We present results from the Low Energy Magnetospheric Measurement System (LEMMS) which is a part of the Magnetospheric Imaging Instrument (MIMI) onboard the CASSINI spacecraft The data were obtained during the Earth encounter in August 1999. LEMMS is designed to measure the angular and spectral distribution of energetic ions and electrons in the energy range between 20 keV and roughly 20 MeV. The instrument is mounted on top of a turntable allowing measurements from all directions within a scan plane. During the Earth flyby this scan plane was basically perpendicular to the ecliptic plane. The collected data of LEMMS allows us to investigate the energetic particle environment along the spacecraft trajectory through the Earth radiation belts providing a snapshot of the momentary state of the magnetosphere. We show a detailed analysis of the energetic particle spatial distributions and energy spectral shapes in that region of the magnetosphere.

Livi, S., S. M. Krimigis, T. P. Armstrong, D. G. Mitchell, I. Dandouras, N. Krupp, A. Lagg, H. Sommer, S. Jaskulek, and D. C. Hamilton, The Low Energy Magnetospheric Measurement System (LEMMS) Onboard the Cassini Spacecraft, Fall AGU Meeting, Dec. 1999. Abstract SM32B-09.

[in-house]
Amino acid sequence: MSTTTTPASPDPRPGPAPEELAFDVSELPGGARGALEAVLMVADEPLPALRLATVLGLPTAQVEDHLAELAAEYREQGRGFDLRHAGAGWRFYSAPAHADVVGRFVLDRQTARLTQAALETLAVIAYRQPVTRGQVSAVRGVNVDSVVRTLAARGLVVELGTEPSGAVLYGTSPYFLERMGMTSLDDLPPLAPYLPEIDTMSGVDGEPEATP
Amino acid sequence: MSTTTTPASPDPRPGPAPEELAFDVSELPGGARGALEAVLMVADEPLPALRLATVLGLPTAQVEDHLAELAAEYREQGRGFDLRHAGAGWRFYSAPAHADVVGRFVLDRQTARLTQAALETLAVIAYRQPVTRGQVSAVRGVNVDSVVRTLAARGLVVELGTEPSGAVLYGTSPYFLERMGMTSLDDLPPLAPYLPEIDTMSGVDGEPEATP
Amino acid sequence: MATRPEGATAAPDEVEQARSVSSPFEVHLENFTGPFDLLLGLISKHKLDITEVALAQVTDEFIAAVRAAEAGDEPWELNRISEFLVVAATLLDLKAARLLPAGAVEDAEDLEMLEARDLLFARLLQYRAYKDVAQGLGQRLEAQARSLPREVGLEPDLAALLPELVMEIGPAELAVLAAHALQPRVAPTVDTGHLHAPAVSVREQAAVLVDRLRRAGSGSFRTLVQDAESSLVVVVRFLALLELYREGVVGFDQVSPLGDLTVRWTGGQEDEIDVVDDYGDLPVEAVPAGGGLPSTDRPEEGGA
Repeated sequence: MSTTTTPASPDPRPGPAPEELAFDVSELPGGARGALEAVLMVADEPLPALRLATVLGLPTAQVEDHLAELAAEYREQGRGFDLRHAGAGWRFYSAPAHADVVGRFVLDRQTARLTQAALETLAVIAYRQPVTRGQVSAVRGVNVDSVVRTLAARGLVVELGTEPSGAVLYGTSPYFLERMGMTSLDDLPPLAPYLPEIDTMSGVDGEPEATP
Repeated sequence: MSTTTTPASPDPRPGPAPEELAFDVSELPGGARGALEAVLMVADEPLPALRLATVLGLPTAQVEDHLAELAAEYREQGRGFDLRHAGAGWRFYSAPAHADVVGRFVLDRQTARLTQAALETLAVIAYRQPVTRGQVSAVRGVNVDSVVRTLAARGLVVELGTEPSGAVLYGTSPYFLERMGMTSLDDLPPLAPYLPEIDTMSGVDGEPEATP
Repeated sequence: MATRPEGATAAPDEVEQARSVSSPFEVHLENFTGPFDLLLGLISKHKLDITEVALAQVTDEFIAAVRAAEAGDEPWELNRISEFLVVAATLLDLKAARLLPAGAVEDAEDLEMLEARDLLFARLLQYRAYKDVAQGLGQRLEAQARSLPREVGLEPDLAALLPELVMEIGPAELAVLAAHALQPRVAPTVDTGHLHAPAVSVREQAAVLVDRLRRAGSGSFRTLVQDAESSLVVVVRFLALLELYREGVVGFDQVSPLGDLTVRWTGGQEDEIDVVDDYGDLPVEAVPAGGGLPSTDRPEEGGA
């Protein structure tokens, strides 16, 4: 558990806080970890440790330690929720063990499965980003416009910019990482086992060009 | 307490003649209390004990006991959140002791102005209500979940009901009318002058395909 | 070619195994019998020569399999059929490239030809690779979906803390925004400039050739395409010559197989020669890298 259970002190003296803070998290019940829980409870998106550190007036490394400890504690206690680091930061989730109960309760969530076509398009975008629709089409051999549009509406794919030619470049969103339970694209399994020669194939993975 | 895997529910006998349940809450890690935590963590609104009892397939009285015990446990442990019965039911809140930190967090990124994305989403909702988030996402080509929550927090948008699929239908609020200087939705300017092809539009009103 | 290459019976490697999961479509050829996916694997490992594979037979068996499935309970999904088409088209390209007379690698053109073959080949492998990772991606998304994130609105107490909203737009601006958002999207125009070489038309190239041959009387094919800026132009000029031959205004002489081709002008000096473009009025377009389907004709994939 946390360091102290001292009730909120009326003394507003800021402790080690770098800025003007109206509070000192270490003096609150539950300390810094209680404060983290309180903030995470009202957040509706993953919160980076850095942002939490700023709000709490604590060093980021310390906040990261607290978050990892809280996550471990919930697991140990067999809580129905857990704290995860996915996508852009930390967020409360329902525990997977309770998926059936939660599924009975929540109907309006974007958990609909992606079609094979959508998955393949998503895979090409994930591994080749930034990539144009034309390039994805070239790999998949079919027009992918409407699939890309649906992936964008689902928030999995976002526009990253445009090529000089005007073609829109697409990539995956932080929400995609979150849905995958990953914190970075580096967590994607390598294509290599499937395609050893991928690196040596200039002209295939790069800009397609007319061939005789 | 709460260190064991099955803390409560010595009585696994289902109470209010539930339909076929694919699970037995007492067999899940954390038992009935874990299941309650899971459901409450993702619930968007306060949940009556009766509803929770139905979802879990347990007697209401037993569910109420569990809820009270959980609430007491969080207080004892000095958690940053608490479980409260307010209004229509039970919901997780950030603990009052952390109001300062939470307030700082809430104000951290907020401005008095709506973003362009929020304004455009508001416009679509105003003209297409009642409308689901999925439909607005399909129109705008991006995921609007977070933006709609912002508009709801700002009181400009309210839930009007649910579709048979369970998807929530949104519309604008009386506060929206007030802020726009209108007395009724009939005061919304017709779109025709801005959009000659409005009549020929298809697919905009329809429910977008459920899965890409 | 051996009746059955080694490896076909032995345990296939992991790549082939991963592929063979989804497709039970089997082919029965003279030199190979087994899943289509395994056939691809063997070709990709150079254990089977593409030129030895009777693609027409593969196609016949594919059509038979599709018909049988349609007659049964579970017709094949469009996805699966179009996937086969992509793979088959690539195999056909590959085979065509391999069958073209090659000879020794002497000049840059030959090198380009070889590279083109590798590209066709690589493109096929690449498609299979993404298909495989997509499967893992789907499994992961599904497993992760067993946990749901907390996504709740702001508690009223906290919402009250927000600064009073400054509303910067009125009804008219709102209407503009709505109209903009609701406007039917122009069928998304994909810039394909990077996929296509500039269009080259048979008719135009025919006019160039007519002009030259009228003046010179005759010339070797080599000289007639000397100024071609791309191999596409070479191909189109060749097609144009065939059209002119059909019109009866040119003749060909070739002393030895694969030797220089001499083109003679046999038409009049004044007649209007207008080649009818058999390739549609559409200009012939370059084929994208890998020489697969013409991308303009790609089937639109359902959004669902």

LEMMS is one of three detector systems of the Magnetospheric Imaging Instrument (MIMI) onboard the Cassini spacecraft to study charged particles in the Saturnian magnetosphere and in the interplanetary space. Particles measured with LEMMS are analyzed by the particle type (ions or electrons) and their incidence energy. They are counted into various energy channels in the energy range between 0.02 and roughly 20 MeV. LEMMS consists of two telescope systems, a low and a high energy end. Particles incident on the low-energy telescope are first separated by an internal magnet, and then analyzed with solid state detectors at various positions. The high-energy head consists of a stack of solid state detectors where ions and electrons are distinguished by logic conditions between several electronic thresholds of the detectors. The whole assembly in mounted on top of a programmable turntable which in addition to allow the determination of the incidence direction of the particle within the scan plane. In combination with the other two detector systems of MIMI, namely a Charge Energy Mass Spectrometer (CHEMS) and an Ion and Neutral Camera (INCA), LEMMS is a very powerful tool to investigate the overall configuration and dynamics of Saturn's magnetosphere, and its interactions with the solar wind and its satellites.

Return to Cassini MIMI table of contents page.
Return to Fundamental Technologies Home Page.

Updated 12/22/08, T. Hunt-Ward
tizby@ftecs.com